The Central Government seems to be myopically reading the decision in the Jindal Poly case to argue that the imposition of trade remedial duties is a legislative function. While so arguing, the MoF has failed to appreciate that the Delhi High Court has clearly held that in cases of positive final findings, the final findings are only recommendatory and the final determination is to be made by the Ministry of Finance, and thereafter a notification imposing the levy is issued. It was noted that in such cases, it is the final determination of the MoF that is appealable before CESTAT. Thus, even the decision in the Jindal Poly case does not support the argument being advanced by the Central Government.
In any case, the Rajasthan High Court in J.K. Industries Ltd. vs Union Of India5, after discussing the provisions of Section 9A in detail, has held that the power of Central Government to impose anti-dumping duty squarely falls in the third category of conditional delegation of legislative function, as enunciated by Supreme Court in K. Sabanayagamcase, wherein the principles of natural justice apply.
Further, even if considered legislative, it is far too settled that the judicial review is available even against a legislative action, which can be set aside if it is found that the decision is not based on positive evidence, or is not reasonably related to the purpose of legislation (which in the present facts is to penalise the exporter dumping into India and to protect domestic industry from such dumping) or if it is found that action of the Central Government is based on extraneous considerations or is grossly arbitrary. Any arbitrary action of the government, whether quasi-judicial or legislative or quasi legislative, is warranted to be struck down.
Different ministries of the government cannot be taking conflicting stand
As stated earlier, trade remedial duties can be imposed only when the specific requirements of the relevant WTO Agreements and the Tariff Act and the rules are met. Designated Authority, Ministry of Commerce is an expert authority who after considering the national and WTO jurisprudence on the issues involved, determines whether the circumstances for imposition of duties are met in a case and the quantum of duties that would be adequate Basis the recommendation of the Designated Authority, the Ministry of Finance issues the duty notification for levy and collection of the duties. Historically, 99.9% of such recommendations have been accepted by the Ministry of Finance and duties were imposed. However, in last 3 years almost half of the recommendations have been rejected. In the 48th meeting of the Public Accounts Committee (2021-22)6, the levy of anti-dumping duty was discussed, wherein the representative for Ministry of Commerce stated that in recent times the rate of acceptance of final findings by Ministry of Finance has declined from 99.9% to 60%. It was pointed out that a meeting was held with Ministry of Finance to understand their perspective and to understand why the recommendations are not being accepted. This clearly shows that the increase in level of rejections is on account of the two ministries taking contradictory stands on the same facts. However, this is gravely prejudicing the rights of Indian domestic industries, who after going through a long process of getting a recommendation, are being left remedy less, despite the expert body positively determining dumping/subsidization of goods and consequent injury to them. In Central Warehousing Corporation v. APSEZL7, the Supreme Court had opined that it does not augur well for the Union of India to speak in two contradictory voices. The two departments of the Union of India cannot be permitted to take stands which are diagonally opposite.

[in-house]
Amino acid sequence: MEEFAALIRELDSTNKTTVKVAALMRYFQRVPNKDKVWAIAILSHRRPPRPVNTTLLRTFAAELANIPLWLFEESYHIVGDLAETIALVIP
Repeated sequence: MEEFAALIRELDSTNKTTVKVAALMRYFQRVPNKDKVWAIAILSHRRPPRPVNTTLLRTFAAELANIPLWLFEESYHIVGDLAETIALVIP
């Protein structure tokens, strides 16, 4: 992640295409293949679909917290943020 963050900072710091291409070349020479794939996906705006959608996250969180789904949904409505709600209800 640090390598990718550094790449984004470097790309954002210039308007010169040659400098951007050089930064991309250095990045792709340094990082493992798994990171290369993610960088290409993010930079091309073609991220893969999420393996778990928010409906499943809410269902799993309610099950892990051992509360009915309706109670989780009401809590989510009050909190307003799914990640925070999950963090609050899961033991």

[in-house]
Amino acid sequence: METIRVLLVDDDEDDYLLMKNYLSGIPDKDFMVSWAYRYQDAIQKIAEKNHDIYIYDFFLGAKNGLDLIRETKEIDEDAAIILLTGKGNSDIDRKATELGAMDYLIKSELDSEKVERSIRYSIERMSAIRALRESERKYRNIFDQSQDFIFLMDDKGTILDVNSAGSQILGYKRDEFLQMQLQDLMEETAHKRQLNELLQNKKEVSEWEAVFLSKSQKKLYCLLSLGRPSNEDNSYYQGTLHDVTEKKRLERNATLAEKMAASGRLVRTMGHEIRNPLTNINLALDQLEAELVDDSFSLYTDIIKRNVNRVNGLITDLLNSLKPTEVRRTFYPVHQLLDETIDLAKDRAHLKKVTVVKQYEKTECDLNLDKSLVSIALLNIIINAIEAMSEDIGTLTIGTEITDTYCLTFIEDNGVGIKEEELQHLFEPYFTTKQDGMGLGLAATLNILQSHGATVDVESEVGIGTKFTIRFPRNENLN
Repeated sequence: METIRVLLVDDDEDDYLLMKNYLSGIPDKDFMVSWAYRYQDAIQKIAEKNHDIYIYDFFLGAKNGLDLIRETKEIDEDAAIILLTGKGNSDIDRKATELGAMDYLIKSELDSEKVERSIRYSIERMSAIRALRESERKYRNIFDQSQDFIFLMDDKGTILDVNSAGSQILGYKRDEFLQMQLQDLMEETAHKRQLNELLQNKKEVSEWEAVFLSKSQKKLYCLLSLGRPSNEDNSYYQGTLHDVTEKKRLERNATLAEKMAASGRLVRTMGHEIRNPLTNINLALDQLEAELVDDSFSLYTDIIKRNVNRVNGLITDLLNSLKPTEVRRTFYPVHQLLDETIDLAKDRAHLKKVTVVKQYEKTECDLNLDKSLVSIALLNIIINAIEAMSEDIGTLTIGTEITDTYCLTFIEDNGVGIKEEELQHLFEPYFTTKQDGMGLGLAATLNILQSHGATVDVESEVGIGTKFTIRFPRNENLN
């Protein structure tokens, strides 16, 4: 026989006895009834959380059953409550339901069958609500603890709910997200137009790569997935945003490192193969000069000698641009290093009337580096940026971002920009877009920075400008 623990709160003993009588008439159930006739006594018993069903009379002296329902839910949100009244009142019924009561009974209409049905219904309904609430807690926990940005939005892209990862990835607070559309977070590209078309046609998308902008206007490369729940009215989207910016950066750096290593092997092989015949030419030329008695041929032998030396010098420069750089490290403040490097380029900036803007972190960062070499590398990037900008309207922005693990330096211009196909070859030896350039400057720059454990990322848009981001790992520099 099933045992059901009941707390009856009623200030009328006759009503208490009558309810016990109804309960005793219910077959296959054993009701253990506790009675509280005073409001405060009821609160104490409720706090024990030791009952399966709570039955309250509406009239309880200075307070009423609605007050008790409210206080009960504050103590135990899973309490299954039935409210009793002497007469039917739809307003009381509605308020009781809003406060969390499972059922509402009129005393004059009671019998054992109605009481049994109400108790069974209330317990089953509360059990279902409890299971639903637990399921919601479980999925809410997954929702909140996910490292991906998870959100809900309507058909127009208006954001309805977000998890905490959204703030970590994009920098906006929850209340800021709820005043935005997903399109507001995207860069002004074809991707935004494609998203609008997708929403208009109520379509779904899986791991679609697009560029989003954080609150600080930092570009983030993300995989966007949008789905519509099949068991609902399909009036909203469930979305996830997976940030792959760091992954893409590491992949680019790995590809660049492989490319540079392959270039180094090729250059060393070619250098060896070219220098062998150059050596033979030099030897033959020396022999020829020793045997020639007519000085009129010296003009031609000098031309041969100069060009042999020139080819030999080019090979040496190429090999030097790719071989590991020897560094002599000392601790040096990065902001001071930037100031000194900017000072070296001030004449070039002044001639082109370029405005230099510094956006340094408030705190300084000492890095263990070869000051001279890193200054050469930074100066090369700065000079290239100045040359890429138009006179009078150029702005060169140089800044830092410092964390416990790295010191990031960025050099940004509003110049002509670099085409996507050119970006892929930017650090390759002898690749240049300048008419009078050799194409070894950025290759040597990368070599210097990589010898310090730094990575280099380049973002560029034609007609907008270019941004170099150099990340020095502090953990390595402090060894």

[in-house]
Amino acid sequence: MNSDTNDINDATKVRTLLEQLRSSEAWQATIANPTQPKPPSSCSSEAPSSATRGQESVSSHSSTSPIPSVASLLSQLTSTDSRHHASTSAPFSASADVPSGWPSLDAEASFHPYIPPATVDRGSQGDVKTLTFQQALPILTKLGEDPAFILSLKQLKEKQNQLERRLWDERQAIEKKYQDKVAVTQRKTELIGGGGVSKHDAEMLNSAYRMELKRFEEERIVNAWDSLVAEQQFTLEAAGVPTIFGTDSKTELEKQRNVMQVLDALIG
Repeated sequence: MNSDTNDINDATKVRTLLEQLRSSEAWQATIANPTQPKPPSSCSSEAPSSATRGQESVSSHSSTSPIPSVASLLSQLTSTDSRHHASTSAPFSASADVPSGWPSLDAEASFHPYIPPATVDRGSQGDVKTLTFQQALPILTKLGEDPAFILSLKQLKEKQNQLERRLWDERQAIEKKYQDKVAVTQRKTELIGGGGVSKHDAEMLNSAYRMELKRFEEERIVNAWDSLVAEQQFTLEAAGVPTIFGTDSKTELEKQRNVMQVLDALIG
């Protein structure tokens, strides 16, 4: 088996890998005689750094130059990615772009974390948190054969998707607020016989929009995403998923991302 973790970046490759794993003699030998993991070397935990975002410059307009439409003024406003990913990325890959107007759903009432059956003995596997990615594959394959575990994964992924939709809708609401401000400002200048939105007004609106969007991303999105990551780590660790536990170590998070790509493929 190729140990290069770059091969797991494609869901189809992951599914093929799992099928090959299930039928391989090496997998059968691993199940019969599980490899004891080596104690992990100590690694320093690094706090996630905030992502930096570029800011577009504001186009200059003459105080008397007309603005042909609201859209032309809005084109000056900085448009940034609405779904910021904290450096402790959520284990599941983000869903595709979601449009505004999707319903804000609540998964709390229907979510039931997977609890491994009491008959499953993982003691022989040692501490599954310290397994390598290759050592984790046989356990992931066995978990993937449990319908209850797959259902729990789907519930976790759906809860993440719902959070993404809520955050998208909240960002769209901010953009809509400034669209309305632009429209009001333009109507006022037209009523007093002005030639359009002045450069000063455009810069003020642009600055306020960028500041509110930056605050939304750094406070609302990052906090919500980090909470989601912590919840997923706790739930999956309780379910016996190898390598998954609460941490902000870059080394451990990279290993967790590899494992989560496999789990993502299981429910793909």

Presently, while the Designated Authority after conducting about 12 months’ long quasi-judicial investigation concludes existence of dumping/subsidy and injury to the domestic industry, the Ministry of Finance, on the other hand, seemingly on the same facts as recorded by the Designated Authority, determines either there is no dumping/subsidy or no injury to domestic industry and concludes that imposition of the duty is not warranted. The two ministries taking conflicting stand defeats the entire purpose of the legislation which was enacted to ensure that adequate protection is granted to the Indian industries from the ill –effects of unfair imports and flies in the face of one of the Government’s most celebrated “Make in India” schemes. It is therefore imperative that the cloud of uncertainty created due to the frequent rejections of the recommendations of the Designated Authority be cleared at the earliest.